5 Facts About the Internet of Things That Will Change How You Understand Connectivity

October 21st, 2016 - Get new posts sent straight to your inbox, click here. John R


Stop waiting for singularity, the Internet of Things Is already here! Did you know that since 2008 there were already more devices connected to the Internet than there were people on the earth? Here’s 5 more facts about IoT that will change the way you think about connectivity.

We can connect every device on the planet

How will all these devices manage to run on the Internet? Well you might remember a few years ago when the world wide web started running out of IP addresses. That’s because IPv4 is 32 bit, and contains approximately 4,294,967,296 addresses. That seems like enough, right?

Wrong. There were more devices than IPv4 addresses, especially when you consider many devices don’t actually get an IP address from the Internet, but from a DHCP server on their network (EG your home modern/router supplies your laptop with an IP address).

To get around this, the Internet gods gave us IPv6, a whopping 128 bits of Internet Protocol love. So how long until we reach the limit for IPv6? Well the total number of addresses looks like this:


To put it in a frame of reference, if every atom on the earth was an IoT device, you could connect ten Earths on a single Internet.

And don’t forget, NASA is building a solar-system-wide Internet connection.

Connected cars will save us trillions

When we think of connectivity we think of the ability for us, as people, to access, transmit and receive information. Can I access my email? Can I stream Netflix? How long does it take to download this latest security patch?

With the Internet of Things we start thinking about the ways devices will communicate and connect with each other. Driverless cars will be part of the IoT, saving $5.6 trillion worldwide with less accidents, more efficient fuel consumption, and better use of vehicles. How? By utilising cloud technology and big data to communicate with each other.

We know that most cars have computers to control anything from air conditioning to entertainment and parking assist, and it is estimated that there will be 150 million connected cars by 2020. Yet this will make up only a tiny portion of the estimated 50 billion connected IoT devices communicating through the web. Cars will share data on weather, traffic and road conditions, and driverless automobiles will provide a safer service than manually operated cars, according to Big Think.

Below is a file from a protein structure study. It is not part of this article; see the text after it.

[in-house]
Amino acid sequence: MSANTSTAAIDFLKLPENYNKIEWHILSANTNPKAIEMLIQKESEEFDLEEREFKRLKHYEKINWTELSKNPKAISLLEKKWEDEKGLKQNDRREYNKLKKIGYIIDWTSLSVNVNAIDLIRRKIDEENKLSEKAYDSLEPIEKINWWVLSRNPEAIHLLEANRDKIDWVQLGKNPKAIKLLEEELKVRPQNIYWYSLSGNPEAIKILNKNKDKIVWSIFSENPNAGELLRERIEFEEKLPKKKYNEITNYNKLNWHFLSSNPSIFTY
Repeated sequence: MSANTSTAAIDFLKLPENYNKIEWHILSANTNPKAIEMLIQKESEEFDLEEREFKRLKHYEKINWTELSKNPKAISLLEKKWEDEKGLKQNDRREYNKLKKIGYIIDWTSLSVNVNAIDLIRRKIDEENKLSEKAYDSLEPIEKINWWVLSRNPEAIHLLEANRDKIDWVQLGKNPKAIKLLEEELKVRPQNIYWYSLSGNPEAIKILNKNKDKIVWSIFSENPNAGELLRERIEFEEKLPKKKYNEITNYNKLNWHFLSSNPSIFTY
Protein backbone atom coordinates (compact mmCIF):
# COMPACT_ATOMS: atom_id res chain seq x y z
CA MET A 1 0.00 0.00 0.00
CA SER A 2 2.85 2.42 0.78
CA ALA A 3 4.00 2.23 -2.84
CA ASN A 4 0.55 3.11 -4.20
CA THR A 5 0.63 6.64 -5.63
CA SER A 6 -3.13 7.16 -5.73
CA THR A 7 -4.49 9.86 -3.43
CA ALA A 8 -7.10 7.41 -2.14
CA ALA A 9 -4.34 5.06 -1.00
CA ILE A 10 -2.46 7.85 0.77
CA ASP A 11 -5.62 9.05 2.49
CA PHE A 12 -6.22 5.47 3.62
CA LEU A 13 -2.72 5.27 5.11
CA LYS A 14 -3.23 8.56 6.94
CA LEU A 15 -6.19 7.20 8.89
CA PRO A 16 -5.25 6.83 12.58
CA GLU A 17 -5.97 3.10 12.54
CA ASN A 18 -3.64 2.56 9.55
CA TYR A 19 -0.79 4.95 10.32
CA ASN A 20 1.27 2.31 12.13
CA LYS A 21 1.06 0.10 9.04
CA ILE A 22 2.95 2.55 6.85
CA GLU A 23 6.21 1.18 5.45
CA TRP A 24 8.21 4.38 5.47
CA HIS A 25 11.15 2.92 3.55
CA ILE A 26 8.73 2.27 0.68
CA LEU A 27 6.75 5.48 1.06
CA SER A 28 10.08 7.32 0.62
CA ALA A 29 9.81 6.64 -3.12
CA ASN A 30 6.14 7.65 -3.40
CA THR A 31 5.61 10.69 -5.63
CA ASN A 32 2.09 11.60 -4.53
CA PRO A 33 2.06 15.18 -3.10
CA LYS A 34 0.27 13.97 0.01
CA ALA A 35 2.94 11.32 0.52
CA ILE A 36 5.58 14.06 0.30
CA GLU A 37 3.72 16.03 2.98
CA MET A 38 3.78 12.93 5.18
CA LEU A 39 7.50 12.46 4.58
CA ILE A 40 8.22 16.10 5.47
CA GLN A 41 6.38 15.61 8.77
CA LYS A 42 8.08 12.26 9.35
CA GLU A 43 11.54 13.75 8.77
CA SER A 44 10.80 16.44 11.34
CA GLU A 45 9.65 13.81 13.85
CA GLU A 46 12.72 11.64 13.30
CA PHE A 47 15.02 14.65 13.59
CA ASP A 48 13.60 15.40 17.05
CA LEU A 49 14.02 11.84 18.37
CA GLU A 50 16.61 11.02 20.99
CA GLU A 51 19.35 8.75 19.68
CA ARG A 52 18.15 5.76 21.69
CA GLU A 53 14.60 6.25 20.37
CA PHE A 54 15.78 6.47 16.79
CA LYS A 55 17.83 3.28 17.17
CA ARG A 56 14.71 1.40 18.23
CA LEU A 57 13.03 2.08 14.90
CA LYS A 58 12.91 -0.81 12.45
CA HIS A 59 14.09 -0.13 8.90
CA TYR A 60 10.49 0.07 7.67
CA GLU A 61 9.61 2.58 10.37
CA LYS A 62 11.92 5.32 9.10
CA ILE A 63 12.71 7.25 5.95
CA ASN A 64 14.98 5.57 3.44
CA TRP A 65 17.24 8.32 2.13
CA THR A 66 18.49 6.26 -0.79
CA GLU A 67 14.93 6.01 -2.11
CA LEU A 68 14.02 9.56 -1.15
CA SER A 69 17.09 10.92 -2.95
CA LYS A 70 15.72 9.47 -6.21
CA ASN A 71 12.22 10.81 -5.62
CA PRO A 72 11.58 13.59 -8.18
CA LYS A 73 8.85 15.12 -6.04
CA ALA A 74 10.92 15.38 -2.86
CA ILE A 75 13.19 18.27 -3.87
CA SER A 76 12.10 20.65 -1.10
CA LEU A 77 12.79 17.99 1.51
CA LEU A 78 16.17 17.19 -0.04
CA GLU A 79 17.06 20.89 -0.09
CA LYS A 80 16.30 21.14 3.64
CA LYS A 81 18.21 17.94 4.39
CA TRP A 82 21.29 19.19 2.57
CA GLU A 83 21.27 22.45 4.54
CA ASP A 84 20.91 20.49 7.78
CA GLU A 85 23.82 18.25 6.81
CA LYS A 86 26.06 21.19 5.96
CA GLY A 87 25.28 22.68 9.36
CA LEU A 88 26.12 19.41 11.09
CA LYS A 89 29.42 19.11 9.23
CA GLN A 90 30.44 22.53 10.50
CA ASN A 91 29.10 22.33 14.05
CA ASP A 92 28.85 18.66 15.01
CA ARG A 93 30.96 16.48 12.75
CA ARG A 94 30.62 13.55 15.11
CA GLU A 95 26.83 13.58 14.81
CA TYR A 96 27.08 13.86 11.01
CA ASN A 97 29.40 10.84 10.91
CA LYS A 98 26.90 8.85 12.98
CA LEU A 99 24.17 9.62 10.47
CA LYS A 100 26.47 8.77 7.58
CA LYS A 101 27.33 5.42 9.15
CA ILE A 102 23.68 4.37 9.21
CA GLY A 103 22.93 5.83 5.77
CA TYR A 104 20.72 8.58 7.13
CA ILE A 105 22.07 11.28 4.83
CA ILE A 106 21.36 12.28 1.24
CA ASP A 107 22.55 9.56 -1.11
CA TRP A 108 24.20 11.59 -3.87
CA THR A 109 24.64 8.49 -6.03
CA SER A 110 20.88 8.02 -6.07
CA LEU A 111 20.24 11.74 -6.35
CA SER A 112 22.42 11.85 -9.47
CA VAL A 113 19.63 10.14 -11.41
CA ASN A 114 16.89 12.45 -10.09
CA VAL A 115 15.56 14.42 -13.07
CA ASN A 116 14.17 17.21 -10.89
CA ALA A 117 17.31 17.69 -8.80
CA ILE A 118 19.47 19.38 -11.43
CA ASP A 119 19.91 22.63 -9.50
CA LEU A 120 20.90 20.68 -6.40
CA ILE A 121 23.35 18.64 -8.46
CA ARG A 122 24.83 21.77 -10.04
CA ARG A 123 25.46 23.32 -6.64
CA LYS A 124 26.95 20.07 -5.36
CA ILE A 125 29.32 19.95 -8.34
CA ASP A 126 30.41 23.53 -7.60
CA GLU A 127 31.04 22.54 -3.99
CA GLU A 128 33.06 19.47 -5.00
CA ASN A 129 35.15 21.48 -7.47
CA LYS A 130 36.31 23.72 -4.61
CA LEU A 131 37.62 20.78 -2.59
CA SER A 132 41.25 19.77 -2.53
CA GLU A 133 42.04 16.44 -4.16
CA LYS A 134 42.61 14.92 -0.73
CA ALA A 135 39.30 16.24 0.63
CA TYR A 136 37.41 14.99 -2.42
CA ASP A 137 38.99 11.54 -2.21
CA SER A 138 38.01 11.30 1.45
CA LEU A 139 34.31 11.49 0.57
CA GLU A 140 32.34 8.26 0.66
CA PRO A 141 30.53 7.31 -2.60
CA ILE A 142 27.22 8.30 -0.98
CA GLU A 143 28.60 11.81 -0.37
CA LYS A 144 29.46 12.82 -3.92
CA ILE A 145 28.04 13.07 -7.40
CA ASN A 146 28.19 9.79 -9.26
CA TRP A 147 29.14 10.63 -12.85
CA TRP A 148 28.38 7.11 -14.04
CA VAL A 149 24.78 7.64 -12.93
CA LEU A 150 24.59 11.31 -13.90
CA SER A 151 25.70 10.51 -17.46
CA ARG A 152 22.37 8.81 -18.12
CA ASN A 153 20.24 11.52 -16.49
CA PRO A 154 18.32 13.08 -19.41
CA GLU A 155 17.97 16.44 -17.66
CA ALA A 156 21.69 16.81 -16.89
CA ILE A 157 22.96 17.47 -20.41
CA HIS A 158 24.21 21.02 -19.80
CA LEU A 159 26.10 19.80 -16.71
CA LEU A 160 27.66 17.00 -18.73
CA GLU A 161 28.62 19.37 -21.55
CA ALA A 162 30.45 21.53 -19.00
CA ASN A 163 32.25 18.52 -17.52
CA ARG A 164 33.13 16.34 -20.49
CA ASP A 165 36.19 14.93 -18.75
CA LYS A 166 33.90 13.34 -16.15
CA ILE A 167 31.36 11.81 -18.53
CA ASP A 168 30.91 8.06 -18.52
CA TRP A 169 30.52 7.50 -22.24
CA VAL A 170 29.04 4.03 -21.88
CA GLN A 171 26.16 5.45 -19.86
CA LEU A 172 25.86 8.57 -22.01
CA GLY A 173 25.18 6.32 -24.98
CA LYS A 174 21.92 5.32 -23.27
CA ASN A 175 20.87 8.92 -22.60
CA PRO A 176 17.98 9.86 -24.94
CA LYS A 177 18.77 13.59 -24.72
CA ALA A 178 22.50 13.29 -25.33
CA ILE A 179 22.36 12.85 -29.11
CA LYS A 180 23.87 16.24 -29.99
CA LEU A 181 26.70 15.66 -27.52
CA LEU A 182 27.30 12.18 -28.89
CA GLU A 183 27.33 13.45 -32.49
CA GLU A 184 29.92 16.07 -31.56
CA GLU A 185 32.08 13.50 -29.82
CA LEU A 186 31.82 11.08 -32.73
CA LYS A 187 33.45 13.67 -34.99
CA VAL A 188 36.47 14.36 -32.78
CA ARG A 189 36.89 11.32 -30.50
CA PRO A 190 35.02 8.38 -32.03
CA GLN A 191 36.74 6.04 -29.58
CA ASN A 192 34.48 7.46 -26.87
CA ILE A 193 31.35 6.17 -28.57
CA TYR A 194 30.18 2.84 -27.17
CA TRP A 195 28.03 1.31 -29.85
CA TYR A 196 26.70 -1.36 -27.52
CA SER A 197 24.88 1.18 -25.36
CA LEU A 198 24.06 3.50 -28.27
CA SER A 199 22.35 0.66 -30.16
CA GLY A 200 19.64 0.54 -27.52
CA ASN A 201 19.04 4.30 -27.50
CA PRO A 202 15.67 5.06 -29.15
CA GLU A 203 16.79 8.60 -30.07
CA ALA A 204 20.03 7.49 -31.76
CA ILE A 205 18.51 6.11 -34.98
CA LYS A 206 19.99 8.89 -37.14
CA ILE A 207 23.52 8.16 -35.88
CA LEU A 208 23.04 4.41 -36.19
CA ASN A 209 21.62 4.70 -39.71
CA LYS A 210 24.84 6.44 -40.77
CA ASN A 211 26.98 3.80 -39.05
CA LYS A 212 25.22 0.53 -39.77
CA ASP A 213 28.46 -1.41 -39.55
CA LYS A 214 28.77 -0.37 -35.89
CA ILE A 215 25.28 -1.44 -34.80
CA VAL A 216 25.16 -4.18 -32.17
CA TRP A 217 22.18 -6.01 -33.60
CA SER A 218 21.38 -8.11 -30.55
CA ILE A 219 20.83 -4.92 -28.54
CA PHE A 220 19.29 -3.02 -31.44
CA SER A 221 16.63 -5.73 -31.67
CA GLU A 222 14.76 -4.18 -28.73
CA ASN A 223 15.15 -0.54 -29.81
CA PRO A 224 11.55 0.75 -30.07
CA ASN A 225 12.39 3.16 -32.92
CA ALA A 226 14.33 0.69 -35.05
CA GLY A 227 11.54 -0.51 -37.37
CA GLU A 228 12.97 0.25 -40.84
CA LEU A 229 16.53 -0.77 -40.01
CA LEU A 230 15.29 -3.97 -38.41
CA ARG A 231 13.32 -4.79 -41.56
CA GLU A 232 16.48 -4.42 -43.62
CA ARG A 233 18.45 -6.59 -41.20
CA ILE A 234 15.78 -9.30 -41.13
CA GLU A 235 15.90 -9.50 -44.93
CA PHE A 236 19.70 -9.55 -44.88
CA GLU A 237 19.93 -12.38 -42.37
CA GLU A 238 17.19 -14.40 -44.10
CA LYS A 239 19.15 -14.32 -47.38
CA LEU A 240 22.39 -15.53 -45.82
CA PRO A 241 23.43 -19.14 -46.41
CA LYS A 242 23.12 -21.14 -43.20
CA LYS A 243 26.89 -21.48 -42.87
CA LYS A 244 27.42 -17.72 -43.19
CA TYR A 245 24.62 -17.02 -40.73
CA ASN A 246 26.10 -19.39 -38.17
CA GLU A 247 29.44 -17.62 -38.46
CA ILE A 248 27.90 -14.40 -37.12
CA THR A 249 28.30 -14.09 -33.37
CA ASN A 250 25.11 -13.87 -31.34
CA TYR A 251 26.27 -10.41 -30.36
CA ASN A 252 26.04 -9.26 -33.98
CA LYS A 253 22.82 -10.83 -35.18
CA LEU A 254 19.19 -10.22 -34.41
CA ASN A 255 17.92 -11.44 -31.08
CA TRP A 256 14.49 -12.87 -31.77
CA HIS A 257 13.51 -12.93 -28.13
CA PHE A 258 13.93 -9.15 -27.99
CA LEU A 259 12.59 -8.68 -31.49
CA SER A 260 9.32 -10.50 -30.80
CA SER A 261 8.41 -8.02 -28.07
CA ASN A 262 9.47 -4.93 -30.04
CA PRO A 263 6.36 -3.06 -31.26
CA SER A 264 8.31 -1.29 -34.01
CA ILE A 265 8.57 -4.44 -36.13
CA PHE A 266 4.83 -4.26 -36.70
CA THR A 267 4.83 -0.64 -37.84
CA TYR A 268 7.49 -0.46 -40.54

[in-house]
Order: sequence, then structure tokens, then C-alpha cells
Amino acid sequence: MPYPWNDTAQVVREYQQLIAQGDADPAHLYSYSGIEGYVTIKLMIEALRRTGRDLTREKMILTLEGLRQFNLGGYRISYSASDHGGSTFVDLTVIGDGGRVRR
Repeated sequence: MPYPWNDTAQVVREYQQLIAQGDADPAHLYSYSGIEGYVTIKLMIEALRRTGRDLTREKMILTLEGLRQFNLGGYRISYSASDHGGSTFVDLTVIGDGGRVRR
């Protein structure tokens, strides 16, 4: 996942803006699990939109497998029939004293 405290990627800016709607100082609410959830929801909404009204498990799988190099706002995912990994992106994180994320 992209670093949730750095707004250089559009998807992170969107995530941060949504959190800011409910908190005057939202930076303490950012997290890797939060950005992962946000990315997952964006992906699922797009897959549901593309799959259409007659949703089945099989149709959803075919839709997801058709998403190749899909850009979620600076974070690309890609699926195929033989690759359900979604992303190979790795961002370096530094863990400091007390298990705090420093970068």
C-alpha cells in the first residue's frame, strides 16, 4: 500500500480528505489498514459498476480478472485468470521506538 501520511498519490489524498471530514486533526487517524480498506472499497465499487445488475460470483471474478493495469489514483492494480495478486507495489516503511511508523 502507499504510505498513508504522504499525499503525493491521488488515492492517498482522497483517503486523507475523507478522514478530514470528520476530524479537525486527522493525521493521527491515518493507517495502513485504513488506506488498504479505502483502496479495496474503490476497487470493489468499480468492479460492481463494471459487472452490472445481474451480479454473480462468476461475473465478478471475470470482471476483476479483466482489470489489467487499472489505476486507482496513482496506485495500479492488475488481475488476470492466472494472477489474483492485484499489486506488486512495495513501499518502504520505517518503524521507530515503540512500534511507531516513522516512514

WiFi could be the solution to aging battery tech

Reports suggest that the wearables market grew 223% in 2015. Around a third of users stop using their devices after six months. Part of this is the upgrade cycle, Fitbit and the like are still relatively new, but the lack of an ‘all week battery’ for devices like fitness trackers and smartwatches is, more than CPU technology, what’s holding wearables back. Sure, it’s great to have a variety of connected devices, less great when we have to plug them all into the wall socket at the end of the day.

There are many options to tackle this problem, anything from ambient energy conversion to 3D printed zinc batteries, and stainless steel batteries that could power a smartwatch for over a week.

But perhaps the most interesting technology in R&D is power over WiFi. Using electromagnetic charge to power devices isn’t anything new, but to use a home WiFi or bluetooth antenna to charge your smartphone? Now that’s pretty cool. The good news is the University of Washington has already shown it works with most of the standard antennae you find in consumer products.

The IoT revolution starts with our connected home

Many of us already have heavily connected homes. The average family might have 3-5 smartphones, a tablet or two, laptops, TVs, games consoles and a PC connected to their router. Smart home technology will not only give more control over these devices, but also thermostats, alarms, lights, windows, blinds, fridge, dishwasher and washing machine. That’s a lot of connectivity.

Not only will homeowners be able to control the house from outside, but sensors will predict and detect behaviours, dimming lights, opening blinds and changing temperature to your needs, all while saving money on the power bill by using off-peak. If you run solar panels or generate your own power in another way, your smart home will sell the excess back into the grid.

(Read also: The Internet of Things – What it is and Why You Should Get Excited About it)

We’ll be giving away more personal data than ever before

The Internet of Things is going to be huge, no doubt about it. Combined with big data, deep learning (artificial intelligence) and more speculative technologies like nanomachines, IoT will revolutionise health, transport, logistics, communication, personal tracking and the home.

Paramount to all this is changing how we think about security. In the IoT world, many simple devices could potentially compromise our network. Is a smart home really worth it if someone half the world away can hack in and unlock the front door? What about cars travelling at high speed, or personal trackers sending information to insurance companies?

These are big questions that will fundamentally shape how we think about technology, privacy, security and our connected world. While we’re still a few billion connected devices short of an Internet of Everything, the conversation starts now.

About the author

John Reisinger

John Reisinger is known as one of the fastest coders in the business. He’s the one at Aussie Broadband dreaming up and developing new products for our customers. Sometimes, you can find him performing with his theatre group at the Melbourne Comedy Festival.